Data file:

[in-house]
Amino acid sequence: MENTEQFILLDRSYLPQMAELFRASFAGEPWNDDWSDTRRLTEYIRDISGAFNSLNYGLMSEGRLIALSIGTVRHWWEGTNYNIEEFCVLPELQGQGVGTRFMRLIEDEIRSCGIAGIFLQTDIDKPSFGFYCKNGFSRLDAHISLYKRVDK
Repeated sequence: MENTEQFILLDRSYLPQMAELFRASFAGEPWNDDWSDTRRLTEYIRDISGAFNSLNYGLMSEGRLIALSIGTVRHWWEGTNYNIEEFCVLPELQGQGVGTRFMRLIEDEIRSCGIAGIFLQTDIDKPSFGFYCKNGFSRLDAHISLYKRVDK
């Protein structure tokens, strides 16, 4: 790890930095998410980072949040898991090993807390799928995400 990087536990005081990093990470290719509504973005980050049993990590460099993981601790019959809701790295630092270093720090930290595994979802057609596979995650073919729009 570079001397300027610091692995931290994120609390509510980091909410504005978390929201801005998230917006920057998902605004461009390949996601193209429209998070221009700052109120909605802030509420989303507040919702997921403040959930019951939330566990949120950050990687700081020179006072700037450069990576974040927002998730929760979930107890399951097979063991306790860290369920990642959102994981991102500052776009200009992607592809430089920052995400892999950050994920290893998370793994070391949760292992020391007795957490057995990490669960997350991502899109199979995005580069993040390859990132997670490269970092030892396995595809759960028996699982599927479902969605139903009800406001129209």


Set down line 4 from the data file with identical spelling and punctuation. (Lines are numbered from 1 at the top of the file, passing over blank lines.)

């Protein structure tokens, strides 16, 4: 790890930095998410980072949040898991090993807390799928995400 990087536990005081990093990470290719509504973005980050049993990590460099993981601790019959809701790295630092270093720090930290595994979802057609596979995650073919729009 570079001397300027610091692995931290994120609390509510980091909410504005978390929201801005998230917006920057998902605004461009390949996601193209429209998070221009700052109120909605802030509420989303507040919702997921403040959930019951939330566990949120950050990687700081020179006072700037450069990576974040927002998730929760979930107890399951097979063991306790860290369920990642959102994981991102500052776009200009992607592809430089920052995400892999950050994920290893998370793994070391949760292992020391007795957490057995990490669960997350991502899109199979995005580069993040390859990132997670490269970092030892396995595809759960028996699982599927479902969605139903009800406001129209």